A couple of hours later I received an extremely excited text message from a student with the news she’d passed her English exam (heaps of smiley faces told me she was pleased). The positivity continued with fun and laughter in subsequent classes and concluded with a really amiable conversation group this evening. Nothing earth shattering BUT I enjoyed every moment.
Happiness can be found in the simplest of things and by taking pleasure in the joys others experience. Make someone happy today by showing how much you value them as an individual. Pick up the phone, send a note, a text or whatever you fancy. Go on……reach out and bring a moment of happiness to both your lives.
How and where we make friends is something we’ve been discussing as part of the English course I teach. On a personal level, as part of my online blogging activities, I’ve also been meeting my electronic neighbours so I thought it timely to share this link to a blog I wrote last year on the topic of friends.
If you decide to take the time to read the old post I’d love to hear your thoughts on the magic of friendship.
A very quick update to say a big thank you to all those who have taken the time to send me emails and enquired how I’m going as you’d noticed I haven’t blogged for a while. I really appreciate your concern and am truly grateful to have such wonderful followers and friends.
I’ve been a little under the weather as I caught a nasty dose of the flu, which really knocked me about for close to a month. It took all my energy just to keep going to work and, by the time I got home, I wasn’t in any mood to blog, rather I curled up by the fire with my book for a few hours before heading to bed.
The weather is warming up, so much so that I stripped off the feather doona this morning as I’ve woken up the last two nights feeling too warm! I’m also feeling a lot more like my old self again and this week ventured out a couple of times on social outings.
Once again, thanks for caring. I’ll be back again in the full swing of blogging over the weekend.
Ratatouille. Those unfamiliar with the word may struggle with pronunciation and wonder what on earth it means. Several may think of the Disney movie where the main character is a rat. It would be logical to surmise that the word somehow has something to do with rats. Definitely not!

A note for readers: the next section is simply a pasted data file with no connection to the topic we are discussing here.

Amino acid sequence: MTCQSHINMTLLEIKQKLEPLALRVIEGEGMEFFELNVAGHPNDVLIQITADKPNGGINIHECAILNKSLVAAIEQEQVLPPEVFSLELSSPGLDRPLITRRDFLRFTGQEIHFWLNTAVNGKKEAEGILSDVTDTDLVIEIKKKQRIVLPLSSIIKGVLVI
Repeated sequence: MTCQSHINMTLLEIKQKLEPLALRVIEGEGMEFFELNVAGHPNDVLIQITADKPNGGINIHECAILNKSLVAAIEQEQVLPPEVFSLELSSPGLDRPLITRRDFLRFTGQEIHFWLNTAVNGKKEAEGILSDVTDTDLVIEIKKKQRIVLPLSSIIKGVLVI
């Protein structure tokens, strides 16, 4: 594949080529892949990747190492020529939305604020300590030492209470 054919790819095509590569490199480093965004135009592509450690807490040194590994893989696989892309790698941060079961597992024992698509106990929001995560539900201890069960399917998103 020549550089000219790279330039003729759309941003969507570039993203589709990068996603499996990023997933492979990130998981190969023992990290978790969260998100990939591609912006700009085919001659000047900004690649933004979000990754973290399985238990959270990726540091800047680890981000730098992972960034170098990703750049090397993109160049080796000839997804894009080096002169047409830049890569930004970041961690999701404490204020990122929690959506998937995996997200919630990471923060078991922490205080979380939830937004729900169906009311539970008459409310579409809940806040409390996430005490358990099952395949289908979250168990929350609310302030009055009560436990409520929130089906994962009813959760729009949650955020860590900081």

I love ratatouille. I adore the smell that tickles my nostrils and stimulates my taste buds as the simple, fresh ingredients, rich with colour bubble away slowly over a low flame. I savour the wonderful medley of flavour as the first mouthful hits my tongue whilst my memory banks simultaneously bring to mind thoughts of great friends and family members whenever I prepare this simple fare.
As I chop gorgeous red tomatoes I think of Uncle Gordon, a man of few words, but as kind and gentle a person as you could ever meet. Uncle Gordon was allergic to tomatoes so whenever I invited him to dinner, I had to be careful not to include it in any of my dishes. Susan, my very good friend, also springs to mind as, although not allergic, whenever we went to lunch would always order her salad with no tomatoes. Slicing up the zucchini, I think of Wayne, my son, whose aversion to them is so strong that he feels physically sick. Beautiful firm purple eggplants conjure up images of my father, standing in my kitchen in Darwin teaching me the recipe for eggplant and chilli bean which is absolutely delicious. Hot, spicy and a regular accompaniment to our curry feasts.
Food has a wonderful way of connecting us with memories. For me ratatouille represents family, friendship and love even though it’s not a dish we’ve all eaten together. Weird how our thoughts work!
Ratatouille (noun) – a vegetable stew said to have originated in Provence, France